What might be the meaning of this name, Cleitech?

In a dialogue between Cúchulainn and his lover Emer, in the Táin Bó Cuailnge, Cúchulainn refers to a journey and masks the locations with obscure references, including: "over the Marrow of the woman Fedelm, between the Boar and His Dam", "That is, between Cleitech and Fessi. For Cleitech is the name for a boar, but it is also the name for a king, the leader of great hosts, and Fessi is the name for a great sow of a farmer's house."(10)

The old mill house at Rosnaree, close to Áth na Bóinne, the ancient ford across the Boyne.

Pigs and boars are prominent in Irish mythology. Long before the arrival of the builders of Newgrange and the neolithic farming revolution that saw the introduction of cows, wild boar was part of the staple mesolithic diet.(11) Pigs are plentiful in myth too. Lugh Lamhfada's father, Cian, took the shape of a wild pig to try to avoid the attention of the sons of Tuirenn. Diarmuid, one of the greatest warriors of the Fianna, was gored by a wild boar and consequently died. He was later brought to Newgrange by Oengus an Broga, "to put aerial life in him so that he will talk to me every day".(12)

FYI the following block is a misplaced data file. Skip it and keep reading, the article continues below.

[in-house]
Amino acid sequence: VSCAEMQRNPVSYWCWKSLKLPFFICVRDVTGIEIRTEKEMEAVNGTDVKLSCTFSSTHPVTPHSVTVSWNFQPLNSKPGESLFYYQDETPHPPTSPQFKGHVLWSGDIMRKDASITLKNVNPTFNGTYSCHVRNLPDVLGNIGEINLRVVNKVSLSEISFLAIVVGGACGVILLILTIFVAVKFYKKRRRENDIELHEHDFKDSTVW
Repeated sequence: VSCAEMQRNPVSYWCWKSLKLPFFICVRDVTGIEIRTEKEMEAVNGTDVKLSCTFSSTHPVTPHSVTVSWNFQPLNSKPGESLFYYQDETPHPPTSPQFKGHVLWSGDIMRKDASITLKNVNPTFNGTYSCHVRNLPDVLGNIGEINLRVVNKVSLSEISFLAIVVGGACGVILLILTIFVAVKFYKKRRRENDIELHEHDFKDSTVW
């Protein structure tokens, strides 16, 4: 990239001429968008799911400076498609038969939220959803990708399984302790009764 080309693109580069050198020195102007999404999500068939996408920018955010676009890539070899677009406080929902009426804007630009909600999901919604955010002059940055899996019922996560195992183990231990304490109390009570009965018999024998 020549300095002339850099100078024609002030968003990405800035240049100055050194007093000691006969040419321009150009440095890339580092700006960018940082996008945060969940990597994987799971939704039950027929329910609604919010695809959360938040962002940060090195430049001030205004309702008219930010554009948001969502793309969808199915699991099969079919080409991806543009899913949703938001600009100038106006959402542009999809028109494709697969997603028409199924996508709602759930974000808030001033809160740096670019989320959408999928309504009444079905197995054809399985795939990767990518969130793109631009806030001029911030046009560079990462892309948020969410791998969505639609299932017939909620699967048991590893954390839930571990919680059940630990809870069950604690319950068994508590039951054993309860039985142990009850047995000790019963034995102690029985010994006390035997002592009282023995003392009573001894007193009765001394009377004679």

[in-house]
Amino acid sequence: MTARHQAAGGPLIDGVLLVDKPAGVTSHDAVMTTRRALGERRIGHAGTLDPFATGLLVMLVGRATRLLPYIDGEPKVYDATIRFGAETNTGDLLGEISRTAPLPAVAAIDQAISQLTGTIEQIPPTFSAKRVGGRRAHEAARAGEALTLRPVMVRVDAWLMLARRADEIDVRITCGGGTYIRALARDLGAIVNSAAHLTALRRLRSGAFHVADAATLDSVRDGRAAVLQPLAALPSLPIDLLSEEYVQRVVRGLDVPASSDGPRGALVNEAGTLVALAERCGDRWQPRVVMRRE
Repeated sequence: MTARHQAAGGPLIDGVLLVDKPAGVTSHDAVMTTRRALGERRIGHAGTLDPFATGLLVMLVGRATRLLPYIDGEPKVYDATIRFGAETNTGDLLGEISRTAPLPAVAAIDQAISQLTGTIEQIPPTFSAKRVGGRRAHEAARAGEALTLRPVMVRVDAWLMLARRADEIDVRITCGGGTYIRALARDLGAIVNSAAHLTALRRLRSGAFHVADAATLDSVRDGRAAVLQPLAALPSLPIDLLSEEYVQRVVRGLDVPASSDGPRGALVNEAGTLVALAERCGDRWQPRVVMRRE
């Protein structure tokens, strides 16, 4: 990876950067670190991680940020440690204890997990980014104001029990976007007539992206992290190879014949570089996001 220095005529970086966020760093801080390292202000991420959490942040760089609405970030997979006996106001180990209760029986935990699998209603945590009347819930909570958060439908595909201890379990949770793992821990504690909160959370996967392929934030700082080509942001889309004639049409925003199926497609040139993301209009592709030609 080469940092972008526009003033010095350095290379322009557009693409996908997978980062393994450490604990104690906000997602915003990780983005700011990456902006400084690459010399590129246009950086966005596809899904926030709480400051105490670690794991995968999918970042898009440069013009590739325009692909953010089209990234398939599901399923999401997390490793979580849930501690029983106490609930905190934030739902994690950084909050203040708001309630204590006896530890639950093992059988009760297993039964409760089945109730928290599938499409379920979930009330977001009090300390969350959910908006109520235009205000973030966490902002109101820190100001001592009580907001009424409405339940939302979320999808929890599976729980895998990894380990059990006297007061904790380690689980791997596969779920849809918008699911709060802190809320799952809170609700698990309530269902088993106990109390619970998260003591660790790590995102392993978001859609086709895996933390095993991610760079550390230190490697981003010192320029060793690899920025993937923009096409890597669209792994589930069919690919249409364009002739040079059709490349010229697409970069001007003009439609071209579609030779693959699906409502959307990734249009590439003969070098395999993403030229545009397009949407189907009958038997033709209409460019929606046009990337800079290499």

But there is, perhaps, another meaning for Cleitech that makes sense in the context of a paved ford across the Boyne. In Shaw's dictionary, there is a word Cleitach which means "full of rocks", and a similar word, Cleitadh, meaning "a ridge of rocks in the sea".(13)

Whatever its meaning, Cleitech was an important place, although its house is long gone. However, the area around the ford at Rosnaree and the eminence upon which the House of Cletty once sat retain an ancient feel, and it's not difficult to see how the file (poet) or the draoi (druid), who might have drawn great inspiration from being close to the flowing waters of the Boyne, might have felt himself in heaven in these places.
...from just such ancestral visions the stuff of ancient history was made. This gentleman knew the river as the men of old, the number of the cygnets with the swans, the way the salmon ran, where lay the deep pool which must have been Linn Feic, the fox's way, the badgers' earth, the sunny sheltered place, a likely spot for hermitage. If Cleitech has disappeared, its environs remain unchanged – Cuchulain could cross the river today, and thinking of Emer, see nothing of the twentieth century but a slight untidiness of overgrowth.(14)
Rosnaree House (left), the most likely location of the ancient Cleitech, overlooking the Boyne.

(1) Holten, Anthony (2017), The River Boyne, p.527. See also Hickey, Elizabeth (1966), I Send My Love Along the Boyne, p.9.
(2) Hickey, op. cit, p.9.
(3) The present owners of the old mill house, the Heise family, showed me the location of these rocks.
(4) Wilde, William (1849) [2003], The Beauties of the Boyne and Blackwater, p.116.